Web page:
Purchasing your first home can be an exciting and emotional experience. Make sure you avoid any pangs of buyer regret by following these nine steps.
1. Get home-loan pre-approval – and keep in contact with your lender
Before you even start looking at properties, get pre-approval from your lender. This will not only give you confidence that you’re looking at the right type of properties but it will enable you to act quickly when you find ‘the one’.
Make sure, however, that you keep in regular contact with your lender or mortgage broker.
“Most pre-approvals only last 90 days,” says Wendy Brown, Head of Broker Home Loans at Macquarie’s Banking and Financial Services Group.
“Revisit your pre-approval every three months with your lender or broker. Circumstances change, lending criteria changes. So, if you go to auction and buy a home based on pre-approval you got nine months ago, you could find yourself in trouble.”
2. Understand the true cost of purchasing a home
Of course, it’s not as straightforward as a $50,000 deposit plus a $500,000 home loan equals a $550,000 property. There are many other costs to consider, including the cost of home inspection reports, lenders mortgage insurance (LMI), solicitor's fees and stamp duty.
Make sure you’re across all of the additional costs that come with a home purchase, and factor them in.
3. Purchase within your comfort zone
Buying your first home should be a happy experience, not one that leaves you racked with doubts and resentment. First-home buyers who stick to their budget are less likely to suffer from regret.
The best way to avoid overextending is to have a firm grasp on your current incomings and outgoings. If you know exactly where your money goes each month before you buy, you will be in a much better position to plan an affordable repayment strategy.
When it comes time to make an offer, never go above your budgeted purchase price. You never know what might happen in the future that could put a strain on your finances.
4. Understand why you’re buying
It may sound obvious, but getting clarity on why you’re buying and what your goal is – is critically important.
“It’s important to have a conversation about why you’re buying a property, and what you envisage doing with it, over what period of time,” says Brown.
“Think very clearly about what you have the capacity to borrow, and the lifestyle you want.”
Brown suggests making a list of everything you want in a property and the surrounding area - that way you can remain clear and objective when viewing properties.
5. Look beyond the property
It can be hard not to let emotions get the better of you when inspecting a property you like. Some people immediately begin picturing themselves living there, maybe with their future children, family and friends.
The tendency to get too far ahead and caught up with the aesthetics of a property often distracts people from considering other essential points.
Savvy buyers think beyond the home. What is the local council like and how do their services measure up? How has the suburb been trending in the past few years? How is the home positioned and what are the neighbours like? Are their good schools nearby? Is there adequate public transport? Are there infrastructure or building development plans near the property?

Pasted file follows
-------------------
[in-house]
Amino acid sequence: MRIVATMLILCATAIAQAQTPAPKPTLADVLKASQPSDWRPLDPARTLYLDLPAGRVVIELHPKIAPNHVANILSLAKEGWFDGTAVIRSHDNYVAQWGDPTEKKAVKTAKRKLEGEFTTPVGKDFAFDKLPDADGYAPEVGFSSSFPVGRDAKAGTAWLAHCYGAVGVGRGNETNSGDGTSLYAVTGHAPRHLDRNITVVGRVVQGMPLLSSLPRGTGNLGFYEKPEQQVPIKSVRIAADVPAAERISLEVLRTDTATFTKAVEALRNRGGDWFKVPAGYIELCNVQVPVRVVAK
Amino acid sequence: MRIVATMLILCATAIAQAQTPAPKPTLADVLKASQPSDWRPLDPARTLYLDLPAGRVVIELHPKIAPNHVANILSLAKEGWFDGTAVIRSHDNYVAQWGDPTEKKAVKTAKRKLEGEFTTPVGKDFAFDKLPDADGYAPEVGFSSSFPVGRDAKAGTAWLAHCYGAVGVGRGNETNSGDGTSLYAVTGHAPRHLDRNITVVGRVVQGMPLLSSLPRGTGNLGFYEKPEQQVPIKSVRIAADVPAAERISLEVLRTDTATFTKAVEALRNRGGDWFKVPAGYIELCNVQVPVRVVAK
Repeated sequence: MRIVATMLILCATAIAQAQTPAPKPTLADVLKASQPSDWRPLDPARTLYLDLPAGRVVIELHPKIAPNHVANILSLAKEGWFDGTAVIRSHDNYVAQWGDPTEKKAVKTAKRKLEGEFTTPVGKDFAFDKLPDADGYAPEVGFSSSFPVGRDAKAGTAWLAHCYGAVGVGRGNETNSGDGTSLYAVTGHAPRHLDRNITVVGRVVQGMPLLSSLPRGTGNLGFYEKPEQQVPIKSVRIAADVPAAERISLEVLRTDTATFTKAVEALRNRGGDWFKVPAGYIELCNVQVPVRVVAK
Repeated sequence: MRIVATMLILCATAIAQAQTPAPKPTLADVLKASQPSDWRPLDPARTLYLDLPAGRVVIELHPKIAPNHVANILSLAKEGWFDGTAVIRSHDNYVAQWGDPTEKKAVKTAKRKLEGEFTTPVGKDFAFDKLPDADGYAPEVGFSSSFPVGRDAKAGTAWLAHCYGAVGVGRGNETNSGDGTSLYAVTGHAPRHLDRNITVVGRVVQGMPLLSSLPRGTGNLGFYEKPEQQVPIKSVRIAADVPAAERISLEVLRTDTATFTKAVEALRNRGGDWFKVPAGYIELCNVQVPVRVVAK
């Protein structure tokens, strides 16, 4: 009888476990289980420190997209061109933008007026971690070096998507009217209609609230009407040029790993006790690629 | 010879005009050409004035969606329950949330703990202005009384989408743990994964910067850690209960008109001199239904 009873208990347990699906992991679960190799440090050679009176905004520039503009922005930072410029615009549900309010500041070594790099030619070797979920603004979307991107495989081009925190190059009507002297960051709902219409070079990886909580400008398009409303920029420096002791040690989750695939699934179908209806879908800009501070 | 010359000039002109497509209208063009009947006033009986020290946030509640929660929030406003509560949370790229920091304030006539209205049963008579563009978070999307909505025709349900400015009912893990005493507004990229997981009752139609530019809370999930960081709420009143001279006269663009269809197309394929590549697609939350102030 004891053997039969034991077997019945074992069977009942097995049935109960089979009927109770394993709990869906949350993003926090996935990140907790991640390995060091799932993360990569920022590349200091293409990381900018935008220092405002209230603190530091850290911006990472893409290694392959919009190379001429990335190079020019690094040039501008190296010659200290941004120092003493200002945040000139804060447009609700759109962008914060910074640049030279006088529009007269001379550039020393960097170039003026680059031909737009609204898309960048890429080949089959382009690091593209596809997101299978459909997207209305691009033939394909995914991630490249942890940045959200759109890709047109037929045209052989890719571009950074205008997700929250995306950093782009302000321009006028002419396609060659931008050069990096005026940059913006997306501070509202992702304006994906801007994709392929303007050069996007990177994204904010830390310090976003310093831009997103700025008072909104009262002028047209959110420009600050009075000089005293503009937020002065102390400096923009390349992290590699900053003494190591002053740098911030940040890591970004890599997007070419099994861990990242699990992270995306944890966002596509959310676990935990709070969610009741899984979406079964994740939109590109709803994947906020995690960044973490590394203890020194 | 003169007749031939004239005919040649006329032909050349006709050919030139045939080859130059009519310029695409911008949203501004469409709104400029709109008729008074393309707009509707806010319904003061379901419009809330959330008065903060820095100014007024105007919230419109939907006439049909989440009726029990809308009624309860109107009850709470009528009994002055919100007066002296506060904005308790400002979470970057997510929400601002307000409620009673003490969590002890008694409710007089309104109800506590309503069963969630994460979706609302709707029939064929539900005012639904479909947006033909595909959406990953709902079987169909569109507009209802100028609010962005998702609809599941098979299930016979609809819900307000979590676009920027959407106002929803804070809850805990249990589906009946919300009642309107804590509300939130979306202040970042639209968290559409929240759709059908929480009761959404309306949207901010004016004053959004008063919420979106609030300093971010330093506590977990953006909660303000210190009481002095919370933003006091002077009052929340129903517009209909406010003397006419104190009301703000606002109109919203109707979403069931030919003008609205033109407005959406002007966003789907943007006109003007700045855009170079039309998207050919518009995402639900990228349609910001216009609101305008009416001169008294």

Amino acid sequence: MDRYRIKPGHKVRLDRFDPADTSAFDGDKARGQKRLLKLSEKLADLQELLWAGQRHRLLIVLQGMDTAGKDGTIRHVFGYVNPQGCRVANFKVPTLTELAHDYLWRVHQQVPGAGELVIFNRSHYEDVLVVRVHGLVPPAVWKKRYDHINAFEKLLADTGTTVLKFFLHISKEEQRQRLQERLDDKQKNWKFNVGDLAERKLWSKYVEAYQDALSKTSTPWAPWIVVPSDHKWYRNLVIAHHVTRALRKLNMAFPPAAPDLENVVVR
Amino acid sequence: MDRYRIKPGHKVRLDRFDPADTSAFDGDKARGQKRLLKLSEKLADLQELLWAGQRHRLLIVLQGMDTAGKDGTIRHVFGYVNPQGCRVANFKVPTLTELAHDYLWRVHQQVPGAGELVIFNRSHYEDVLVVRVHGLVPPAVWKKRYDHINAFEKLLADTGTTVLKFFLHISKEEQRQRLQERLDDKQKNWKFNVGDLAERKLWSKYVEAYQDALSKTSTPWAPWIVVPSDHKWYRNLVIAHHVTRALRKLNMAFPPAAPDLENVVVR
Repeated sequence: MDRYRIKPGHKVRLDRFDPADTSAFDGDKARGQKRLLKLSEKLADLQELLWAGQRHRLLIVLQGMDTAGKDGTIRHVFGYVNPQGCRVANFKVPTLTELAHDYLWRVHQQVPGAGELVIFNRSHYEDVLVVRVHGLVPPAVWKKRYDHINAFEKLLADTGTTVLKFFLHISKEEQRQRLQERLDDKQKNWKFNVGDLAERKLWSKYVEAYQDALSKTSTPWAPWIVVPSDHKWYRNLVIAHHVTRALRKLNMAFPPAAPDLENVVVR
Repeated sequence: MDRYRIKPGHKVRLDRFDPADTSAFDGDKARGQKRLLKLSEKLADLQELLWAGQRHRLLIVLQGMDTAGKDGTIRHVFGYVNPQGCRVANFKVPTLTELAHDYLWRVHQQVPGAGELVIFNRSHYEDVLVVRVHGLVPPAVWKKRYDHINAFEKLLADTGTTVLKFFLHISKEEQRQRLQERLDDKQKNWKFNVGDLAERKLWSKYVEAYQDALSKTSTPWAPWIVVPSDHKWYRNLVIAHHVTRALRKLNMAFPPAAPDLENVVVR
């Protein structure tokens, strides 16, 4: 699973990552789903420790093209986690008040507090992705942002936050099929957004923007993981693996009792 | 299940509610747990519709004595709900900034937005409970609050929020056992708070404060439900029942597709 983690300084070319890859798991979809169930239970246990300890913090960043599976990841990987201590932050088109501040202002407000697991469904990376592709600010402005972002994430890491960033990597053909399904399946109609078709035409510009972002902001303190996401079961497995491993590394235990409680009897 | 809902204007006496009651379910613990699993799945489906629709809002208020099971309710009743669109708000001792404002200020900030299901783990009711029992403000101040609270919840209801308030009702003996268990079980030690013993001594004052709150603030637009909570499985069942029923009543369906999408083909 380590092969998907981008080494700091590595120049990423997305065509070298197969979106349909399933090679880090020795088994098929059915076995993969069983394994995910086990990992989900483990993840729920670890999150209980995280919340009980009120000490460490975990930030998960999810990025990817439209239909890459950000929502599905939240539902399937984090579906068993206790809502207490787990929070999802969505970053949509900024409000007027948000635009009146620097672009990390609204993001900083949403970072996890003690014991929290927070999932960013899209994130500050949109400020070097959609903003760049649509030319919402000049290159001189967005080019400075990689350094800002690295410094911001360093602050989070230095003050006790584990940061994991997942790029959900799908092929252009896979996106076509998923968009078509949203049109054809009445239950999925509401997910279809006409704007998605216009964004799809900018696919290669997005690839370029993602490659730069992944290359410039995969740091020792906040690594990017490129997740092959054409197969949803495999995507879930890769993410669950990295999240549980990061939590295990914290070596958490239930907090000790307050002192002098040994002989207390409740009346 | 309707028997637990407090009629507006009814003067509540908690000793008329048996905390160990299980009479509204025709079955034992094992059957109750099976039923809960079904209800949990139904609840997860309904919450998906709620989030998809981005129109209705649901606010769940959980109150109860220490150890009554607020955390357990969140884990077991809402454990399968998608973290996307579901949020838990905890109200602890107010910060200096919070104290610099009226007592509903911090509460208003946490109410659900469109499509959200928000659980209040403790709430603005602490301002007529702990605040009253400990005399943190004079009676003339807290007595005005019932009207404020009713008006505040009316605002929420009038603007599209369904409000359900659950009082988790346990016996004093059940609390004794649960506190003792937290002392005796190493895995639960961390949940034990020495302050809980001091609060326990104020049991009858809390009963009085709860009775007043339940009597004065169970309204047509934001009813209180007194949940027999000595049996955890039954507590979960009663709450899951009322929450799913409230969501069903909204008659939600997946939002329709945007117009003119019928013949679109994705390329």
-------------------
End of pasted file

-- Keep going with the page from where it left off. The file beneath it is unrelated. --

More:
6. Get a property inspection...
A building inspection is a worthwhile investment for a number of reasons. Aside from its ability to bring potential problems to light, building and pest inspections can also be used to negotiate on the purchase price.
We've all heard horror stories of buyers discovering structural faults, water or pest damage after spending their whole budget on purchasing the home. If you can get a third party to identify any issues before you purchase, you will have much more bargaining power with the seller.
7. ...and test appliances
As well as a building inspection report, it’s a smart move to check that the appliances installed in the house actually work – and aren’t on the verge of breakdown.
From hot water tanks to ovens, dishwashers to wiring – the more you know about the property, the greater your negotiating power.
8. Take advantage of first home owner concessions
The First Home Owner Grant is a government initiative to assist people in buying their first home in Australia and can save you thousands in duties and fees. If you’re eligible for any financial assistance, make sure you claim it!
9. Be pragmatic
Some people let their emotions override their common sense when it comes to purchasing a house. It’s vital to stay pragmatic. “Some people buy because they're worried they'll never get that opportunity again,” says Wendy Brown. “Or, they fall in love with a beautiful kitchen. Falling in love with one aspect of a house could override 10 things that aren't right about it.
“That's where having that list of what you're trying to achieve helps. Yes, the property may have a nice kitchen, but that doesn't mean you can live without a car park. Take the time to write down what you can and can’t compromise on, before you start house hunting and make sure you stick to your guns.”
- Get your home loan pre-approved, and stay in regular contact with your lender or broker. Remember, pre-approval usually lasts 90 days.
- Understand there’s a lot of additional costs when purchasing a home.
- Don’t overextend yourself – buy within your comfort zone.
- Identify what you can and can’t compromise on in a home before you start looking.
- When you’ve found a place you like, get a building and pest inspection done and check all appliances.
- Scrutinise the suburb, too.
- Explore first-home owner concessions.
- Remain pragmatic and level-headed.
To make your first home-buying experience as smooth as possible, talk to a Macquarie home loan specialist on 13 62 27.